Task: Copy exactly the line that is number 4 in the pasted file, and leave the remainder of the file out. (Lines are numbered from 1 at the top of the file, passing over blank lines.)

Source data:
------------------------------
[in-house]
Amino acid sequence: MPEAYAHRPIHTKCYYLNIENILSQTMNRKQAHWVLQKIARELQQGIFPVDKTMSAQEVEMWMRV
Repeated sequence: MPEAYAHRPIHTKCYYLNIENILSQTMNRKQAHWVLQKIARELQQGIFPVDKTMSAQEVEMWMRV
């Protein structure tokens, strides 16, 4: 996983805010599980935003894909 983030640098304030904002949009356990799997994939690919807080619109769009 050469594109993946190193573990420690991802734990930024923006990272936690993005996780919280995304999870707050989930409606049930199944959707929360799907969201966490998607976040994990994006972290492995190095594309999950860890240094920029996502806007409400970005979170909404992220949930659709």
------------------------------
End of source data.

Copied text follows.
């Protein structure tokens, strides 16, 4: 996983805010599980935003894909 983030640098304030904002949009356990799997994939690919807080619109769009 050469594109993946190193573990420690991802734990930024923006990272936690993005996780919280995304999870707050989930409606049930199944959707929360799907969201966490998607976040994990994006972290492995190095594309999950860890240094920029996502806007409400970005979170909404992220949930659709």